Mercifully, on 20 October, Liz Truss bowed to the inevitable following a calamitous loss of confidence amongst the Conservative parliamentary ranks, as her authority and credibility was swept away in recent weeks.
Her replacement as PM will be in office within seven days. Nominations will close on Monday lunchtime and with the bar for nomination set at 100 MPs it is possible that the contest will end there and then. More likely, if two or three contenders pass this initial barrier (there are some 355 Tory MPs currently in receipt of the whip and each is permitted to nominate no more than one candidate) a contest will take place involving the 170,000 Party members voting electronically to choose between the two leading contenders by lunchtime on Friday 28 October.
Sadly, for both the nation and the Conservative Party, the seemingly endless drama of recent months may not be resolved even after this latest election. In truth the Party may be ungovernable; if this last chance saloon contest does not resolve the deep divisions of policy and personality that have plagued the Conservatives since the Brexit vote in 2016, then a General Election (for which there is already a substantial and rising clamour) may be the only way forward.
Yet the truth is that none of the likely contenders comes without baggage.
Rishi Sunak, the former Chancellor (not the most exclusive club in modern British politics – he has had no fewer than three successors since he left office on 6 July) is the bookmakers’ favourite. By not serving in the short-lived Truss administration, and having all his economic warnings richly vindicated, he is probably the only Conservative to have seen his reputation rise in the past 44 days. However, he also has a large number of MPs and Party Members, especially on the right of the Party, totally unreconciled to both his economic strategy and his perceived central involvement in the defenestration of Boris Johnson to which many remain unreconciled.
It is rumoured that Boris Johnson himself may seek a return. I have my doubts. In truth it is probably too soon after the traumatic events of the first week of July (when over 50 serving Ministers walked out of his government). He also faces the unresolved Privileges Committee investigation which might result in a suspension and constituency by-election recall. Whilst he has many committed followers in the Party and the country (I have little doubt that if he were to make it to the final two, he would win) his re-emergence would certainly prolong the political melodrama. In their hearts many MPs simply want calm administration to be restored – so in these circumstances he cannot be assured of securing the 100 nominations needed. His acute political antennae will probably recognise this, and I suspect by the end of this weekend he will announce that he is not a contestant.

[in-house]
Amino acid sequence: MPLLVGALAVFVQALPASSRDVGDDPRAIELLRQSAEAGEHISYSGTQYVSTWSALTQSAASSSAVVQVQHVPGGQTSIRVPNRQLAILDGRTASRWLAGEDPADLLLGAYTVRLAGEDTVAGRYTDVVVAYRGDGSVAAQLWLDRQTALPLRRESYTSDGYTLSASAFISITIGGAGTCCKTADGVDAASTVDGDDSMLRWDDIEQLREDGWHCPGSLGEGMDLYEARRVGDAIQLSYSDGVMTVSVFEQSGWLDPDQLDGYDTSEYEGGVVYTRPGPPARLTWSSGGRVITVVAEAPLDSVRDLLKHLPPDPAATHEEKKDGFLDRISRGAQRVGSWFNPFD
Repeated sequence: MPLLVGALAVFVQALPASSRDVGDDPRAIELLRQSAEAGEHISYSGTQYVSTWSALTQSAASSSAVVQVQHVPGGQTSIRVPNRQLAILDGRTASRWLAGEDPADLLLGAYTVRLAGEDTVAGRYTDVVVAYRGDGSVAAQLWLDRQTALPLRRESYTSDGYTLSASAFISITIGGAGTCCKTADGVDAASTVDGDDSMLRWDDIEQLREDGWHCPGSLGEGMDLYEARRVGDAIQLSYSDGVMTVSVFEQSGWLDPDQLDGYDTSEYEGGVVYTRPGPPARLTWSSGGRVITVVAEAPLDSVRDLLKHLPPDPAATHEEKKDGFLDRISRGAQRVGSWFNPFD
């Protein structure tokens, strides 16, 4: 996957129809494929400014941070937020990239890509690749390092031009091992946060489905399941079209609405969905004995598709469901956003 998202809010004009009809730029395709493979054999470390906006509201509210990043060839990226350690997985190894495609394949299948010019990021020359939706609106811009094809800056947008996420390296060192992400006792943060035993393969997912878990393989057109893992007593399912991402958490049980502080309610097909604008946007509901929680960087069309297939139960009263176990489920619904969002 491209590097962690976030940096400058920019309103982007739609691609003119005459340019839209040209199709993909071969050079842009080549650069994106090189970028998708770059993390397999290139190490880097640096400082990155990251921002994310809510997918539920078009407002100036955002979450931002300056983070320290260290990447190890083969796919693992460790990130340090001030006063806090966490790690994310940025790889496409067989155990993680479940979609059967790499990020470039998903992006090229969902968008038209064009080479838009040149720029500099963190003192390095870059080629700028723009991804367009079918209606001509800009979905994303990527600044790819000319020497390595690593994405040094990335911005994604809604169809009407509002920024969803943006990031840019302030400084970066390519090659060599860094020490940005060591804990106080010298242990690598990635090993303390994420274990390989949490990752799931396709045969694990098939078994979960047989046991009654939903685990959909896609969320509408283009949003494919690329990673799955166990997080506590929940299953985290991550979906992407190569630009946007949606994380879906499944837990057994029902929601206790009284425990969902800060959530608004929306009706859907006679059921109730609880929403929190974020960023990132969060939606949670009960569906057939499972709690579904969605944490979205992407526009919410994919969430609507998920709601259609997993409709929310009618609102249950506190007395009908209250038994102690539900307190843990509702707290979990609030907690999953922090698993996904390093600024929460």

This may leave open a narrow window of opportunity for one of two hardline-Brexiteer candidates from the Right of the Party who would stand to pick up much of the putative Boris support: Suella Braverman and Kemi Badenoch, the latter of whom was reputedly the Party members’ favourite over the summer. Both served in the Truss Cabinet, with Braverman enhancing her hardliner credentials by resigning over immigration policy.
In these circumstances, Penny Mordaunt, who narrowly failed to make the final two run-off this summer (having been in the frame for the first four of the five exhaustive parliamentary ballots) may position herself as the Unity candidate. She certainly has fewer vociferous enemies (although her views on trans rights and other cultural matters have raised concerns with some in the Party) but her boundless ambition, mixed record in office and determination to have her own way regardless of conflicting advice is all too reminiscent of the outgoing PM. On the other hand, she has a wide range of allies and admirers across the Party and is a strong media performer, so cannot be ruled out.
Written on 21 October 2022 by The Rt Hon Mark Field, former Member of Parliament (MP) for Cities of London and Westminster and Consultant at Buchler Phillips, the UK’s leading independent corporate recovery, restructuring and turnaround boutique firm.